Franklin County veterans agencies consider merger

GREENFIELD — If the two boards that represent all veterans who live in Franklin County vote to approve a merger, veterans from throughout the county will soon come to Greenfield for all their services.

Currently, all of the county’s veterans go to either Greenfield or Montague.

Mayor William Martin, who briefed town council leaders Monday night, has been pushing for a consolidation of services for some time, saying county veterans would be better served if everything they need could be found in one place and it would cost less to run one office.

The Greenfield Veterans Resource and Referral Center currently serves more than 1,000 veterans from Greenfield and Leyden and the center in Montague, also known as the Central Franklin County Veterans District, serves several hundred veterans living in the county’s other 24 towns.

Martin said a merger will require a vote of both department’s boards. If they do vote to merge, the state will have the final OK.

“We’d love to see this happen,” said Martin.

Greenfield’s Veterans Agent Tim Niejadlik said both agencies have been talking about merging for at least two to three years.

Mark Fitzpatrick, veterans agent for in Montague, said if the board votes to go ahead with a merger, both the Greenfield and Montague offices will have to dissolve and then form a new district.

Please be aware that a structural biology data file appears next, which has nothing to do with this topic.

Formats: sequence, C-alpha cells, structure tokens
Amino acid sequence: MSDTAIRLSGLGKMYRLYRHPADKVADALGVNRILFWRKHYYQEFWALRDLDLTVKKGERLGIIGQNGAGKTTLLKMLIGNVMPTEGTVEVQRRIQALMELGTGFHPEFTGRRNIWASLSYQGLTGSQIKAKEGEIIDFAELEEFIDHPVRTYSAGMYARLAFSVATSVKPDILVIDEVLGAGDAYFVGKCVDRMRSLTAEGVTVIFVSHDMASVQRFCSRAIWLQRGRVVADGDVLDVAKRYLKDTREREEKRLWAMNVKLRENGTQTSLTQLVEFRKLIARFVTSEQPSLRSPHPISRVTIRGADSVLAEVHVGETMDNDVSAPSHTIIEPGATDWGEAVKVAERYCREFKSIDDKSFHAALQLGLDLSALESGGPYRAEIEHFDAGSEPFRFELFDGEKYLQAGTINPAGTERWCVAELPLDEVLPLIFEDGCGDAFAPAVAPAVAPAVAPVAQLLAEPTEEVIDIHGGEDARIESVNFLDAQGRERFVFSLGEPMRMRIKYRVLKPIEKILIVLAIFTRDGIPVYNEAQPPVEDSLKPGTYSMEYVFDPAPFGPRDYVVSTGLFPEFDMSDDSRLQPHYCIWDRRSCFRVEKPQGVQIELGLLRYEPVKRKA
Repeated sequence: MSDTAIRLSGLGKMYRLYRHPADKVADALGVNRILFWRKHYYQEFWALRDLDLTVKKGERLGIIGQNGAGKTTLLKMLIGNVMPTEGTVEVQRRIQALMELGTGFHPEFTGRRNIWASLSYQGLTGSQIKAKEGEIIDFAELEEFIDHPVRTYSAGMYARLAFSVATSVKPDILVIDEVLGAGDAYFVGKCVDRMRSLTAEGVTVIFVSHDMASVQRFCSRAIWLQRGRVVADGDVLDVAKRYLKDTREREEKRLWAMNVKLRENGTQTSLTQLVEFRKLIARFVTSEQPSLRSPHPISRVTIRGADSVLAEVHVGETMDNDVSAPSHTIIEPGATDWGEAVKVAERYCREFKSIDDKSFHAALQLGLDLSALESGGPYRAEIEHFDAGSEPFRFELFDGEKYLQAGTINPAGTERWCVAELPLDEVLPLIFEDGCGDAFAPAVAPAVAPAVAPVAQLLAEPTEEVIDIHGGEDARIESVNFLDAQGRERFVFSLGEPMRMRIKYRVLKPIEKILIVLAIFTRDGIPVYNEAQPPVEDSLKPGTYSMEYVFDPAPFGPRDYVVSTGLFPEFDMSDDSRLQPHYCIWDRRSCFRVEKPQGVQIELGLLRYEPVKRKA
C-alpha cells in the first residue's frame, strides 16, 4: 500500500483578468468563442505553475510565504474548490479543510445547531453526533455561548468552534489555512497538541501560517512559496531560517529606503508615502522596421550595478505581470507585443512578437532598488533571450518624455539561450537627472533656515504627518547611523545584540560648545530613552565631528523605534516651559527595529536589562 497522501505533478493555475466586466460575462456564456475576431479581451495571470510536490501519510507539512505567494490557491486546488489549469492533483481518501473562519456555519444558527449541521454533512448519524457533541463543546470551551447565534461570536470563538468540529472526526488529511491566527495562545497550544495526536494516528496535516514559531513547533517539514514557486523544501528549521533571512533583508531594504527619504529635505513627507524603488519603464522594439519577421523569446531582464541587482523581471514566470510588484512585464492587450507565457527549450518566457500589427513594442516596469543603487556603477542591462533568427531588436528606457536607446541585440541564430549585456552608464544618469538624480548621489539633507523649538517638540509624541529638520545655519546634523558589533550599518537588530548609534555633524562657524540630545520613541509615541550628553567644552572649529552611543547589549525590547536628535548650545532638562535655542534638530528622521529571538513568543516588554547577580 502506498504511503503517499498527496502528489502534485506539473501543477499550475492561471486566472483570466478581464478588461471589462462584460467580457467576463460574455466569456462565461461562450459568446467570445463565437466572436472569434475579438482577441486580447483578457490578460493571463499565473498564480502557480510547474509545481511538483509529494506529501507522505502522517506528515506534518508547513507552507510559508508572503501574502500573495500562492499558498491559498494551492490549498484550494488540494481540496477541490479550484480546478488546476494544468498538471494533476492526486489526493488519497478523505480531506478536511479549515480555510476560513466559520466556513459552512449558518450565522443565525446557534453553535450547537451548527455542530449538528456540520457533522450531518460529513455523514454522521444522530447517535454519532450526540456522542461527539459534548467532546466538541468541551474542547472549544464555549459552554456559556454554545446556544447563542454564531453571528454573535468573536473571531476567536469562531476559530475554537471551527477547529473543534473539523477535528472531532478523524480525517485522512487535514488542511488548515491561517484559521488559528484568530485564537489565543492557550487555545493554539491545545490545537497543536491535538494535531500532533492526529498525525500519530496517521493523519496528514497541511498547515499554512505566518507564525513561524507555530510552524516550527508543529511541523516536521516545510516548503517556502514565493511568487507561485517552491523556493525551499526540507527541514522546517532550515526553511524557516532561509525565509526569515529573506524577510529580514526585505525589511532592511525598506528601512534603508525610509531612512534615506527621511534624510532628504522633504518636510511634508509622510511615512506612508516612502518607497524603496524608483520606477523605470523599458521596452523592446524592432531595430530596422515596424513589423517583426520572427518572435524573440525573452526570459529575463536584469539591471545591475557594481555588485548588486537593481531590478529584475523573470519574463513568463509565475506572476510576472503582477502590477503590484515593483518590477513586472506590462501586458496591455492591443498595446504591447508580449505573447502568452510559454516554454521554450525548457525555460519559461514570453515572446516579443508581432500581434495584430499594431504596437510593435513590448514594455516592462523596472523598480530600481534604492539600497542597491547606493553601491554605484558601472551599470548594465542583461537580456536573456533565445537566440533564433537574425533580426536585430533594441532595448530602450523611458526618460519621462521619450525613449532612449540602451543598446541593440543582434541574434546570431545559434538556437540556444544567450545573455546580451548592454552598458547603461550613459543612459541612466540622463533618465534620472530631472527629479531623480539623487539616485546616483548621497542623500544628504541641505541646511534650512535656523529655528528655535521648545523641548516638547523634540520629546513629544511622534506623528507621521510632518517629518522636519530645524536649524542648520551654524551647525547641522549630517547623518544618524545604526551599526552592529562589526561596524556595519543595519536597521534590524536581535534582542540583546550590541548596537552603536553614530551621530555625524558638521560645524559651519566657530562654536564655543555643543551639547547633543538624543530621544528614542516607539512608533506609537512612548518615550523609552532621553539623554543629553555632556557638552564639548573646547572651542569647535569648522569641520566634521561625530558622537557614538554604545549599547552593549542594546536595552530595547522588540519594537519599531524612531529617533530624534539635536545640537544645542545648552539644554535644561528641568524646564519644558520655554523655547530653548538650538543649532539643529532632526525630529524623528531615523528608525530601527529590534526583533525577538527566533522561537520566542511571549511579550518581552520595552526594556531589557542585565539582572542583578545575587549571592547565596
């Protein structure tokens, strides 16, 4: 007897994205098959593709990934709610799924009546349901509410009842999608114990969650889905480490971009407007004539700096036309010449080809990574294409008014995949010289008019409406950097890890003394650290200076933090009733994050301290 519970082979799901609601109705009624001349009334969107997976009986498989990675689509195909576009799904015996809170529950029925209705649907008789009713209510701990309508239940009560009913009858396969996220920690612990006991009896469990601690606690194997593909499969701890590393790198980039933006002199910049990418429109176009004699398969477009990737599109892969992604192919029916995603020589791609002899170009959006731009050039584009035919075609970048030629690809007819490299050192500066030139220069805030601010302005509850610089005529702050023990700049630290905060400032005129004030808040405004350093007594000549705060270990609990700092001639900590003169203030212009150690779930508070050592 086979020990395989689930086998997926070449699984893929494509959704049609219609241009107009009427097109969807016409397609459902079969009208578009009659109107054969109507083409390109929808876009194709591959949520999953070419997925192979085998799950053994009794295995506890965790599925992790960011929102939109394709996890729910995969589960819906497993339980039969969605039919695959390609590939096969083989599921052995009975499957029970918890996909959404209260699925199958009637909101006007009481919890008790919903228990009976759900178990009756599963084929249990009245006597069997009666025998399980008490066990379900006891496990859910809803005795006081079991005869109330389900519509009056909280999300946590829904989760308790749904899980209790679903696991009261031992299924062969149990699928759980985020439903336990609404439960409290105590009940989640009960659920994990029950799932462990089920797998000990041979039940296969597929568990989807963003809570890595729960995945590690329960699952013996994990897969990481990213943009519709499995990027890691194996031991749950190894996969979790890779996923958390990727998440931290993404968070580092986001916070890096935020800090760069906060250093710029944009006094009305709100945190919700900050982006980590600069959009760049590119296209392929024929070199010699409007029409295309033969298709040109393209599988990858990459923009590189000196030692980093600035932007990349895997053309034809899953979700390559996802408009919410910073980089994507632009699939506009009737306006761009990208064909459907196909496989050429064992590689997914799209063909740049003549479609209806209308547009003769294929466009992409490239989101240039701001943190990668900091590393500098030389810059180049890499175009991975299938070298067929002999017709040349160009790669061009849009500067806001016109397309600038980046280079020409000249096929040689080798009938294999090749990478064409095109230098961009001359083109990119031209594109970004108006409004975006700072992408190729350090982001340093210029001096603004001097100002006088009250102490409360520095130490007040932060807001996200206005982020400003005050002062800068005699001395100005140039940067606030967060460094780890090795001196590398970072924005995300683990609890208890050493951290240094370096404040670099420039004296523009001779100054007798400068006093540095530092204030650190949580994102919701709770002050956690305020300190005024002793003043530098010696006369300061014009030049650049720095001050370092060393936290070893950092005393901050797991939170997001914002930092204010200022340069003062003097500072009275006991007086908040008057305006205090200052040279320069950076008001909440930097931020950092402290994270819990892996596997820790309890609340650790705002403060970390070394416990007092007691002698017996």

Fitzpatrick said if the two merge, staffing will be discussed at that point. He said he plans to retire in a year.

The Greenfield center is located at 294 Main St. in the former Mark E. Salamone law office. That office is currently run by Niejadlik, another full-time employee and some volunteers.

The Montague office is run by Fitzpatrick and Leo Parent, both of whom are retired but still working part-time. Fitzpatrick works four days a week and Parent works two days, one of which is the day Fitzpatrick is off.

Neijadlik said if the veterans centers merge, the new one will continue to help veterans with health care, housing insurance, mental health services, burial benefits, job searches, benefit searches, help for eligible dependents and access to other veterans websites.

It is not yet clear how much it costs each agency to operate each year and how much it will save if they merge.


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